(3) Substitution Effect : Substitution effect refers to substitution of one commodity for the other when it become relatively cheaper. Thus, when the price of commodity-X falls, it becomes cheaper in relation to commodity-Y. Accordingly X is substituted for Y. Tea and coffee are substitutes, with fall in the price of tea, it is substituted for coffee. It is called substitution effect. As a result of this effect, a consumer in order to get maximum satisfaction, will buy more units of that commodity whose price has fallen in relation to the substitute commodity. In the above example, consumers will substitute tea for coffee and so demand for tea will increase under substitution effect. Conversely, if the price of tea rises, consumer will substitute coffee for tea and hence demand for coffee will extend.
(4) Size of Consumer Group : When the price of a thing falls, many consumers who were not buying it at its previous price begin to purchase it. Consequently, demand extends. Conversely, when the price rises, some of the consumers will withdraw from the market and thus demand will fall. In this way, change in price is followed by change in the size of consumer group which, in turn, will influence the total demand for the commodity.
(5) Different Uses : Many goods have alternative uses. Grams are used for human consumption as well as for the consumption of horses. When the price of gram is high, it will be used to meet more important demand, i.e., for human consumption alone. Thus its total demand will fall. On the other hand, with fall in its price, it will be demanded both for human as well as animal consumption. Consequently, fall in price of gram will lead to more demand for it.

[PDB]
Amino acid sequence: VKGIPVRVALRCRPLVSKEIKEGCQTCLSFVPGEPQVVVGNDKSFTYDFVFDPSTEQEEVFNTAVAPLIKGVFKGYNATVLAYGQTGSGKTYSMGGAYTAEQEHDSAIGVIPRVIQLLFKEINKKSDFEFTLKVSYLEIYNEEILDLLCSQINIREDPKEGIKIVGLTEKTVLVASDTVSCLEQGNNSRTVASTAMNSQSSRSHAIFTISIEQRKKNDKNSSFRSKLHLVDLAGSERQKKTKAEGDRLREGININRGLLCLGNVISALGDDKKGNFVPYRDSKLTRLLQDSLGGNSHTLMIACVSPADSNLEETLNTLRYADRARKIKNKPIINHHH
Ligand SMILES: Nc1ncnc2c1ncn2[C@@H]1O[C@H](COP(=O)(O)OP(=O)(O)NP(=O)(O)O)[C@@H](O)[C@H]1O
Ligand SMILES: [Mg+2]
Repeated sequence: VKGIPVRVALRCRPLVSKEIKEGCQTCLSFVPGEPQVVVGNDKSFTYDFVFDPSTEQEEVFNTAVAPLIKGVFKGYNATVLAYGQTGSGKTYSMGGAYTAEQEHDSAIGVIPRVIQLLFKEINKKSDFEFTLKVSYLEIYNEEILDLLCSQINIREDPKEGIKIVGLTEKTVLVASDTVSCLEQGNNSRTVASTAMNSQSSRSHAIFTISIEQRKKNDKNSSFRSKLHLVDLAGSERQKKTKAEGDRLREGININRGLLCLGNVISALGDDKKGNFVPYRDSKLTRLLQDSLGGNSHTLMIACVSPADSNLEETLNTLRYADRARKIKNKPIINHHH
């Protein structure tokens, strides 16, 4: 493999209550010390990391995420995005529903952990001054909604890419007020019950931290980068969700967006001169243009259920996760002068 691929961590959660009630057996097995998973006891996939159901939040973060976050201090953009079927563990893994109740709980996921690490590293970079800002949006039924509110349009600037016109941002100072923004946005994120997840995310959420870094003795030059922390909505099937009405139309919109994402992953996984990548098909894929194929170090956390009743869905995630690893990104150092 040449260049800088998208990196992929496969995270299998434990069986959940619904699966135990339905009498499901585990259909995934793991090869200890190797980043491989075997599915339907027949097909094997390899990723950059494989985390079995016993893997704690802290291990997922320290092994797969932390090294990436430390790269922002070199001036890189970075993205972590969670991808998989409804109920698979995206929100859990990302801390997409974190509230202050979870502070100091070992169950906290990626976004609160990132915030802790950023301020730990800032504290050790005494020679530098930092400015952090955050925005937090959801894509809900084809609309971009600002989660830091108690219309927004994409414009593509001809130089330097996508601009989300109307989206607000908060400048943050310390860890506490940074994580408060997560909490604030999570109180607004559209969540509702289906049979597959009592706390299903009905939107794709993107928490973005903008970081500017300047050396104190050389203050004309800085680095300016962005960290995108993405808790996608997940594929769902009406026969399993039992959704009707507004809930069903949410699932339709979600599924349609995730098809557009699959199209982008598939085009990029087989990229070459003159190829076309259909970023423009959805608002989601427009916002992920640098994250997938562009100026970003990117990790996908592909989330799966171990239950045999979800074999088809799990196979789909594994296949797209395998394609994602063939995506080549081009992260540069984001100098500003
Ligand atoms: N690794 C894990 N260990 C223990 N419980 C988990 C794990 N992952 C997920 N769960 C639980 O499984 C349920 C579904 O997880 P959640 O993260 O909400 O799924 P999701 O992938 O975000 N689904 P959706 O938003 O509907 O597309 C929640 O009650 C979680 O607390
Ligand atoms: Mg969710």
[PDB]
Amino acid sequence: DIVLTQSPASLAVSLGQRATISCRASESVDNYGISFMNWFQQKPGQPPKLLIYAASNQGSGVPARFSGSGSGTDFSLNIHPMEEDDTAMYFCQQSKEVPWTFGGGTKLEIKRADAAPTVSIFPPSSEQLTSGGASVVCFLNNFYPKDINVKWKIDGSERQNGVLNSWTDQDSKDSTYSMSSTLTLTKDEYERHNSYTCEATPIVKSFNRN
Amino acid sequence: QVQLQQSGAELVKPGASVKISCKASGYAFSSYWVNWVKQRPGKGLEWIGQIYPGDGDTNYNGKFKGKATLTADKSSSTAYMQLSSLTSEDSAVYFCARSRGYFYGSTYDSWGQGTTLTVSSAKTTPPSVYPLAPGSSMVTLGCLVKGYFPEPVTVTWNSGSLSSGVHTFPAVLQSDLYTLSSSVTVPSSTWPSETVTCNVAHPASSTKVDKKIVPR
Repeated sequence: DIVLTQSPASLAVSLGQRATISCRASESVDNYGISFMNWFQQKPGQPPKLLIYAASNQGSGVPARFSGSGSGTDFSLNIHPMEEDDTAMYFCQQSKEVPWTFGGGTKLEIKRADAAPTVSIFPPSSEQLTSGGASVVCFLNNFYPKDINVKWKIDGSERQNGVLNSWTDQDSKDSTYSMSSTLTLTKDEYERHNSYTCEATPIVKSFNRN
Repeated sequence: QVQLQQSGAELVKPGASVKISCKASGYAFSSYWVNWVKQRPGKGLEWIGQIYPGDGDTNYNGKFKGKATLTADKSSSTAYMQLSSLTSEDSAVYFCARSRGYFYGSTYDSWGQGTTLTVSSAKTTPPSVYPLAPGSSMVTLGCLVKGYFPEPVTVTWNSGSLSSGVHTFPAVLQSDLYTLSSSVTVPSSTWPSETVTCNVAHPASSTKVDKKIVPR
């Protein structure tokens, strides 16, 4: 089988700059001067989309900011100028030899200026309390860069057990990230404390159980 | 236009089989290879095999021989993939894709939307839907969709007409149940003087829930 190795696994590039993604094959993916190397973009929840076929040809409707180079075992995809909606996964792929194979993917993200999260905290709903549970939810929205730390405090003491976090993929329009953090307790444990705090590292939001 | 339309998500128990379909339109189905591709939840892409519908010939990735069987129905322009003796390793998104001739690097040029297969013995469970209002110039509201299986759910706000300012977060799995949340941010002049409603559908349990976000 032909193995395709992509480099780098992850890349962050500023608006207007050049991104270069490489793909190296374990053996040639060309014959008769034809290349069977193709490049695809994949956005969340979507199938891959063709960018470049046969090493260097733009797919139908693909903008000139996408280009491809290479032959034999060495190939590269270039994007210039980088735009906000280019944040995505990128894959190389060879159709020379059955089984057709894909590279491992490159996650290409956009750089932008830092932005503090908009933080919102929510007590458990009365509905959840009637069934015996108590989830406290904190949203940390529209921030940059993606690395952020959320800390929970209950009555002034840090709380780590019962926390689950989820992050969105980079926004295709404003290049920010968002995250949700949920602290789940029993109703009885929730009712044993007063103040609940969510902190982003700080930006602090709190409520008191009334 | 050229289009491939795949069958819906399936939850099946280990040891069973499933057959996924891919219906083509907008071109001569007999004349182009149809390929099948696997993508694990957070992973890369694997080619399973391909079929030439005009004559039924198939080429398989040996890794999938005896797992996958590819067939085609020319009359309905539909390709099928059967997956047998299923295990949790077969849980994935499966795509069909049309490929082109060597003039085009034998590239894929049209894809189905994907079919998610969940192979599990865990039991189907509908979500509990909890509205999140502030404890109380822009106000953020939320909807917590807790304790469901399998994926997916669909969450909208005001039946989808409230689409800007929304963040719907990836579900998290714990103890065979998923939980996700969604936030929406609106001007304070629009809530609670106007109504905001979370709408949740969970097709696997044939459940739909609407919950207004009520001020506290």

Q.2. What is Private Cost and Social Cost? What is the difference between the two?
Ans : On the basis of the Sacrifice that the society has to make in order to produce goods and services two aspects of cost are considered:
(1) Private Cost : Private cost is the cost incurred by an individual firm for production a commodity. In the words of Miller, “Private costs are costs incurred by the firm or the individual producer as a result of their own decision.” For example, the expenses incurred by a textile mill on the purchase of raw material , wages, rent, electricity charges etc. to manufacture cloth are called private cost. `